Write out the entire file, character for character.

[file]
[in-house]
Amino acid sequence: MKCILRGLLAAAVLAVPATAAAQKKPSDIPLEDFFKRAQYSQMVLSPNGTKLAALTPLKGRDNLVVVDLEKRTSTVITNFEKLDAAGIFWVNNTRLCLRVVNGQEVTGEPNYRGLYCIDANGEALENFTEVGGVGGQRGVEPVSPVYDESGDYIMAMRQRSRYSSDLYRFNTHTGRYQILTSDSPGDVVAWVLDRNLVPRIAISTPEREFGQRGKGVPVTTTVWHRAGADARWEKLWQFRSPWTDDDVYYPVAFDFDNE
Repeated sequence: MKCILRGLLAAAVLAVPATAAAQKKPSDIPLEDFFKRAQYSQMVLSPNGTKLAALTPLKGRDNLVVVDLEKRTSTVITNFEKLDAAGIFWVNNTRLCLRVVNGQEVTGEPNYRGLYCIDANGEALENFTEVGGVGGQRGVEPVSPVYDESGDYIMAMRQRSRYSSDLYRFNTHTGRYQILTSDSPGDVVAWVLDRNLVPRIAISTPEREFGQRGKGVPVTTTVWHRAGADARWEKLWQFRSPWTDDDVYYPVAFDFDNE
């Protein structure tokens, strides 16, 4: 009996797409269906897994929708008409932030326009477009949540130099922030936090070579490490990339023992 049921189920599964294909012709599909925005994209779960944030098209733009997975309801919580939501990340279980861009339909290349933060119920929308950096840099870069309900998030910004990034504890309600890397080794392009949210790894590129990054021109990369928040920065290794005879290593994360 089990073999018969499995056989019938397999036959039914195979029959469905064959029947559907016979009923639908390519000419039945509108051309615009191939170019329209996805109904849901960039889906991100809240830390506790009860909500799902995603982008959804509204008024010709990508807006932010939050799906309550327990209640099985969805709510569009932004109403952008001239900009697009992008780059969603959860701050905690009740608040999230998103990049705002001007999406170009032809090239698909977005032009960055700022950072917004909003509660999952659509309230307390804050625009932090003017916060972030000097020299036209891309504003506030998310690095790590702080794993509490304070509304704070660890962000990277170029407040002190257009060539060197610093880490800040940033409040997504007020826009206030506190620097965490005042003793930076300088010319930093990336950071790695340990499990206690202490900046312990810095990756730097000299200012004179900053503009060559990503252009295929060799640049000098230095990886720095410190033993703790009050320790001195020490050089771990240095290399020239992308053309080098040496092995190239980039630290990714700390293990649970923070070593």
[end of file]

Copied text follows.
[in-house]
Amino acid sequence: MKCILRGLLAAAVLAVPATAAAQKKPSDIPLEDFFKRAQYSQMVLSPNGTKLAALTPLKGRDNLVVVDLEKRTSTVITNFEKLDAAGIFWVNNTRLCLRVVNGQEVTGEPNYRGLYCIDANGEALENFTEVGGVGGQRGVEPVSPVYDESGDYIMAMRQRSRYSSDLYRFNTHTGRYQILTSDSPGDVVAWVLDRNLVPRIAISTPEREFGQRGKGVPVTTTVWHRAGADARWEKLWQFRSPWTDDDVYYPVAFDFDNE
Repeated sequence: MKCILRGLLAAAVLAVPATAAAQKKPSDIPLEDFFKRAQYSQMVLSPNGTKLAALTPLKGRDNLVVVDLEKRTSTVITNFEKLDAAGIFWVNNTRLCLRVVNGQEVTGEPNYRGLYCIDANGEALENFTEVGGVGGQRGVEPVSPVYDESGDYIMAMRQRSRYSSDLYRFNTHTGRYQILTSDSPGDVVAWVLDRNLVPRIAISTPEREFGQRGKGVPVTTTVWHRAGADARWEKLWQFRSPWTDDDVYYPVAFDFDNE
């Protein structure tokens, strides 16, 4: 009996797409269906897994929708008409932030326009477009949540130099922030936090070579490490990339023992 049921189920599964294909012709599909925005994209779960944030098209733009997975309801919580939501990340279980861009339909290349933060119920929308950096840099870069309900998030910004990034504890309600890397080794392009949210790894590129990054021109990369928040920065290794005879290593994360 089990073999018969499995056989019938397999036959039914195979029959469905064959029947559907016979009923639908390519000419039945509108051309615009191939170019329209996805109904849901960039889906991100809240830390506790009860909500799902995603982008959804509204008024010709990508807006932010939050799906309550327990209640099985969805709510569009932004109403952008001239900009697009992008780059969603959860701050905690009740608040999230998103990049705002001007999406170009032809090239698909977005032009960055700022950072917004909003509660999952659509309230307390804050625009932090003017916060972030000097020299036209891309504003506030998310690095790590702080794993509490304070509304704070660890962000990277170029407040002190257009060539060197610093880490800040940033409040997504007020826009206030506190620097965490005042003793930076300088010319930093990336950071790695340990499990206690202490900046312990810095990756730097000299200012004179900053503009060559990503252009295929060799640049000098230095990886720095410190033993703790009050320790001195020490050089771990240095290399020239992308053309080098040496092995190239980039630290990714700390293990649970923070070593």